(Photo by Braxton Mastre)

The Home Of The Free Because Of The Brave

Two Veterans tell stories about their time in the service.

November 11, 2021

Every year on the 11th of November we celebrate Veterans Day. This is a day where we honor the servicemen and women who fought to protect our homeland.

This day started in 1918 at the end of the first World War. Woodrow Wilson declared it Armistice Day, later changing it to Veterans Day. Since then, it has been celebrated throughout the nation.

Bill Cashell, a Vietnam veteran, shared what his time was like in Vietnam. He was not drafted like many soldiers in Vietnam. He joined the Army Reserves a year prior to being sent to Vietnam. When his unit was called up, he was sent to Fort Lewis in Washington to train for six months.

Cashell was part of the Army’s Transportation Company called The Line Haul Unit. He was stationed in Cam Ranh Bay and would transfer the supplies he received to the other outposts around the country on flatbed trailers. 

Cashell said, “We went as far as the Cambodian border, but we didn’t go into Cambodia.”

From Cam Ranh Bay to the Cambodian border, it is a seven-hour drive. That is seven hours of possible enemy contact. They weren’t in the middle of fighting so they were fortunate in that respect.

In April of 1969, they were on a convoy in the highland. One of their spotter planes saw Northern Vietnamese enemies ahead of them. Because of this, they called in an airstrike on that location. Then they saw these kids come up to them. They were begging for food, so they gave them rations. He recognized at that moment that the kids will never have a good life. “Our slums would be heaven for them,” said Cashell. He made a promise to himself at that moment to never feel sorry for himself ever again. He said he will never forget this moment.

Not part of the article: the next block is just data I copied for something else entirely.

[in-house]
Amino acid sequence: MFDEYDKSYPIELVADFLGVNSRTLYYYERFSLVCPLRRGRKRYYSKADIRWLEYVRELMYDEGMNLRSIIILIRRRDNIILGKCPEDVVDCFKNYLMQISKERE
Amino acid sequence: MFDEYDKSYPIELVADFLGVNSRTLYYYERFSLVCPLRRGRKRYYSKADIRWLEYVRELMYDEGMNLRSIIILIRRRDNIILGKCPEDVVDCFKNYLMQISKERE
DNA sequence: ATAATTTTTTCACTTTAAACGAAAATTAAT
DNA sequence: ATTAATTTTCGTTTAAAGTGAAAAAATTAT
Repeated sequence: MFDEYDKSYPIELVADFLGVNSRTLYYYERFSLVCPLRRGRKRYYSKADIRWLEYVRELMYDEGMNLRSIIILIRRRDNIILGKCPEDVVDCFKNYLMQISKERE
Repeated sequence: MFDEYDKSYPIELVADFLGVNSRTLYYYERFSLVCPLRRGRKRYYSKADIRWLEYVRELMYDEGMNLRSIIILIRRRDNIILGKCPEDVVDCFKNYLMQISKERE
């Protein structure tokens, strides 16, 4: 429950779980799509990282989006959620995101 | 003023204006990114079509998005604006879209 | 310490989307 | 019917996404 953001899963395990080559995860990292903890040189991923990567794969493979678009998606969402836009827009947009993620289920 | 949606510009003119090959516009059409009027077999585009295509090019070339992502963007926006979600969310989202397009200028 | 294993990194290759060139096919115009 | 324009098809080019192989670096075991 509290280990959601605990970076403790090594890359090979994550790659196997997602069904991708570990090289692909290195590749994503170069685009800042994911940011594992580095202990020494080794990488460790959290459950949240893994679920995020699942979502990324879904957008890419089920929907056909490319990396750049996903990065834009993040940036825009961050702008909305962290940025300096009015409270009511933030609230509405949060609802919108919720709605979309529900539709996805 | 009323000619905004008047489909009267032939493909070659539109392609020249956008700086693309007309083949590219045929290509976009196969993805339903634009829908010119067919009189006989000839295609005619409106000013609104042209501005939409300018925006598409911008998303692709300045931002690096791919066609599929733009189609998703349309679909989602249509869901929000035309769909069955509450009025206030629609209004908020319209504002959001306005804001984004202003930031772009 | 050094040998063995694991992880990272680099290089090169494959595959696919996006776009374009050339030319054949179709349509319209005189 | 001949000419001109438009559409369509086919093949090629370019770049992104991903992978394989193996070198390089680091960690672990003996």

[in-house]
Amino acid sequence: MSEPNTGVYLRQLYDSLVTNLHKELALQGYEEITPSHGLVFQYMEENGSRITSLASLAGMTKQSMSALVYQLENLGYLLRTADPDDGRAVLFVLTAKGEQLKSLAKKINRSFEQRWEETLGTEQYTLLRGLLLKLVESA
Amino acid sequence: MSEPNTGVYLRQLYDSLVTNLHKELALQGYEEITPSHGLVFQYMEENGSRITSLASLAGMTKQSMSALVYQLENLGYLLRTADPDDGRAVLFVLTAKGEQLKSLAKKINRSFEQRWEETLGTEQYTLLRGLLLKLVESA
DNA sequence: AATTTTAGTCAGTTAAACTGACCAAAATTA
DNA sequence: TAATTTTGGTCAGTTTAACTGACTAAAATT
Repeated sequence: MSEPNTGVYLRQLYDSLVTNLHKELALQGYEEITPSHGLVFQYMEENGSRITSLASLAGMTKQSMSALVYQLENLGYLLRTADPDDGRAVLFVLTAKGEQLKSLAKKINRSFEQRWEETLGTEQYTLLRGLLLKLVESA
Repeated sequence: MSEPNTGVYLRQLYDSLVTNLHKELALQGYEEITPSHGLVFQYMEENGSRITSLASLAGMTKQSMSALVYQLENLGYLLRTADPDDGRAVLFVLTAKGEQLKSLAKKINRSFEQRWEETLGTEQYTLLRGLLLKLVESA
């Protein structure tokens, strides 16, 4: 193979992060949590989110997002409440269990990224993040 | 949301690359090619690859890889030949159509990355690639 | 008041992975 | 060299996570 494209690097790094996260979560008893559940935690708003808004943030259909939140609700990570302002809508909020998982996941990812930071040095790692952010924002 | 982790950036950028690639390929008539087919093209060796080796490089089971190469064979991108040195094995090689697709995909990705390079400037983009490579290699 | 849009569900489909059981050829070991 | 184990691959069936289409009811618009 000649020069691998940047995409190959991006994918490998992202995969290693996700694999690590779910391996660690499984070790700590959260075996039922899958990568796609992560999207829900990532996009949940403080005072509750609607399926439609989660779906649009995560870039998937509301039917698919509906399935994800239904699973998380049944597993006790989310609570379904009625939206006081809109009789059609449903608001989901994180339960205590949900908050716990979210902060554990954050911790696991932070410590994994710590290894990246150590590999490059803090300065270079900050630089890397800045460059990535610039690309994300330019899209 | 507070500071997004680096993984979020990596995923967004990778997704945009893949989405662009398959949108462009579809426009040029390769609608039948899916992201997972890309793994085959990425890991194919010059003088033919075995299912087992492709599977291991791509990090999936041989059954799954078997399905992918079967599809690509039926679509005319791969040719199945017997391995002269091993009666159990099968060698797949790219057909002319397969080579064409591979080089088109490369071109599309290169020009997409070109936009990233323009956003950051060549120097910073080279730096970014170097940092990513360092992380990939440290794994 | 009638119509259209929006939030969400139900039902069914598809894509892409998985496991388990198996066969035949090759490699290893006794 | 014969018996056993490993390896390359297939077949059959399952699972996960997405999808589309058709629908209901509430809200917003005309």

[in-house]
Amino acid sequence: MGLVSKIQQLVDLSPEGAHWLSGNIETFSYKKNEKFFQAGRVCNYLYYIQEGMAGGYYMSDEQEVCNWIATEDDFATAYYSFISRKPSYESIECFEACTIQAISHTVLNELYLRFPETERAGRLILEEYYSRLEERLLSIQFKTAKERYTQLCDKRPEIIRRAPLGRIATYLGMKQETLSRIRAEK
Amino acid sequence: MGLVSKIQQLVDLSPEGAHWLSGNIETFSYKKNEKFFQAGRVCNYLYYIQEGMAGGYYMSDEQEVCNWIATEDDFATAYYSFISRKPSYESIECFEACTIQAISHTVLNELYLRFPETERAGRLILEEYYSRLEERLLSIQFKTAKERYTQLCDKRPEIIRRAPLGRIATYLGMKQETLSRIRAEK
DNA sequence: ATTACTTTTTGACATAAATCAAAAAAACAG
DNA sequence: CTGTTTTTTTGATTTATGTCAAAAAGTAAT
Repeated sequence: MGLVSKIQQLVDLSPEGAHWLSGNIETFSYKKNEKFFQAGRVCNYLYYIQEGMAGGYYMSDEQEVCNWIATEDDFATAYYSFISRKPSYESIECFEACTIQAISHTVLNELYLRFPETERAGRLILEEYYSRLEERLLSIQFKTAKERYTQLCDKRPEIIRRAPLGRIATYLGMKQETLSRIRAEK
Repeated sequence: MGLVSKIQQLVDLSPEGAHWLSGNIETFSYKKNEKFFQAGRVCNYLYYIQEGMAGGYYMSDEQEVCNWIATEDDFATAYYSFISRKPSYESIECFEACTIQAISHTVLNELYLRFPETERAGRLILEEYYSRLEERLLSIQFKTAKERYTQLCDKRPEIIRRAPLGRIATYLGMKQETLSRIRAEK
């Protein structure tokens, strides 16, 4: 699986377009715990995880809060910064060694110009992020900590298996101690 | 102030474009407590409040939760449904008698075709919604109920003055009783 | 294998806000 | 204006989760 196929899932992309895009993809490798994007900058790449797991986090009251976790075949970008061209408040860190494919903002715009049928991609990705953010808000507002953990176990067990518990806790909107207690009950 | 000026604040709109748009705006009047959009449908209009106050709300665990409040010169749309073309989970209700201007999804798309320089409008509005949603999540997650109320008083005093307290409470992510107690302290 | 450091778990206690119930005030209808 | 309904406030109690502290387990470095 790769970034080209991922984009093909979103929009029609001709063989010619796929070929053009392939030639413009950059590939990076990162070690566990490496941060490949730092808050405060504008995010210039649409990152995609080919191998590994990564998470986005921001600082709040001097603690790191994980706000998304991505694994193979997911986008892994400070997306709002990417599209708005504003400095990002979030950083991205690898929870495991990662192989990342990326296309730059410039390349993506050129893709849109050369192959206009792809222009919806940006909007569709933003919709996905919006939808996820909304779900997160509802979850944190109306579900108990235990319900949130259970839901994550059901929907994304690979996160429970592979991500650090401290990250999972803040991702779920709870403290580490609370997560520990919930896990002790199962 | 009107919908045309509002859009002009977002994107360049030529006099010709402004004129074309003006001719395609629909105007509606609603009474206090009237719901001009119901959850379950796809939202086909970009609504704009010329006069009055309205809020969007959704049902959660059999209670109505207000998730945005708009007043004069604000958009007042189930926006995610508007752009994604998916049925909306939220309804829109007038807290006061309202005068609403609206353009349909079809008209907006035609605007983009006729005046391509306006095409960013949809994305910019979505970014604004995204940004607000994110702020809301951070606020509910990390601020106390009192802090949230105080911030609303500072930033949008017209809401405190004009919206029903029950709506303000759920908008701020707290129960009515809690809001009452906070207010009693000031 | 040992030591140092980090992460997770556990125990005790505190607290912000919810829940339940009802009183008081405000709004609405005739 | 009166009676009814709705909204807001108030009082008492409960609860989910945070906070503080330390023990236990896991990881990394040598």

“The biggest thing is you tend to get hardened and learn to live differently. You learn to live without the luxuries,” said Cashell. 

Coming home, he was ready. They told him that there was an adjustment period, but he didn’t believe them and wanted to get home. He had a rough go of it.  Cashell has trouble focusing in college, he didn’t get along well with people, certain things would set him off. He went for a year just driving around the country doing different odd jobs. 

 Cashell said, “It was like the world had changed and I hadn’t.”

Another military vet, Pat Swift served in the Army as an Infantry Paratrooper. Like a majority of soldiers in Vietnam, Swift was drafted. He wasn’t appreciative of having to be drafted, but he was fortunate for what branch he served. 

He said, “At that time they were drafting for the Army and the Marines. They would put you in a line and you would put odd or even. The guys on each side of me were drafted to the Marine Core while I was drafted to the army.” He believes the difference between the branches is how mentally tough they make you by beating you down. 

Swift believed that every soldier saw war differently. He said the scariest part of war for him was going out at midnight and doing a roving ambush. You walk around in the dark and try to find the enemy. 

He mainly would walk through the rice patties and chop through the jungle. 

“I was worried they would shoot the plane down before we would come home,” said Swift. 

He arrived back at Fort Lewis where he did his training to be processed out. He made sure that he took his uniform off before he left the airport because at this time soldiers were not respected. They were fighting an unpopular war. 

He was worried that if he had his uniform on, someone would get in his face, and it would end very badly (For the other guy).

“Today, soldiers are treated with the respect we deserve. We never got any of that till years later,” said Swift. 

  Bill Cashell wants the younger generation to remember something, “Appreciate everything you have, and help others.” 

 

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